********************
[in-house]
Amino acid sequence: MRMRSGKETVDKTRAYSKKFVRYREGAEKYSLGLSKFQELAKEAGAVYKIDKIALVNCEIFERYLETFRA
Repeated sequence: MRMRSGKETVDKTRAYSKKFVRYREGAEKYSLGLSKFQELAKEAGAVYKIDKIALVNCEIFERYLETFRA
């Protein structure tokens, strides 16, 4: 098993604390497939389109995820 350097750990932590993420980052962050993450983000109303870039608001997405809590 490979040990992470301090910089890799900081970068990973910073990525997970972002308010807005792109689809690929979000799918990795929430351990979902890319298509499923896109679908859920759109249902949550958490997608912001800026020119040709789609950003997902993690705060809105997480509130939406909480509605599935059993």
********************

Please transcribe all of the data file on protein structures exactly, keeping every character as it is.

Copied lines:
[in-house]
Amino acid sequence: MRMRSGKETVDKTRAYSKKFVRYREGAEKYSLGLSKFQELAKEAGAVYKIDKIALVNCEIFERYLETFRA
Repeated sequence: MRMRSGKETVDKTRAYSKKFVRYREGAEKYSLGLSKFQELAKEAGAVYKIDKIALVNCEIFERYLETFRA
């Protein structure tokens, strides 16, 4: 098993604390497939389109995820 350097750990932590993420980052962050993450983000109303870039608001997405809590 490979040990992470301090910089890799900081970068990973910073990525997970972002308010807005792109689809690929979000799918990795929430351990979902890319298509499923896109679908859920759109249902949550958490997608912001800026020119040709789609950003997902993690705060809105997480509130939406909480509605599935059993």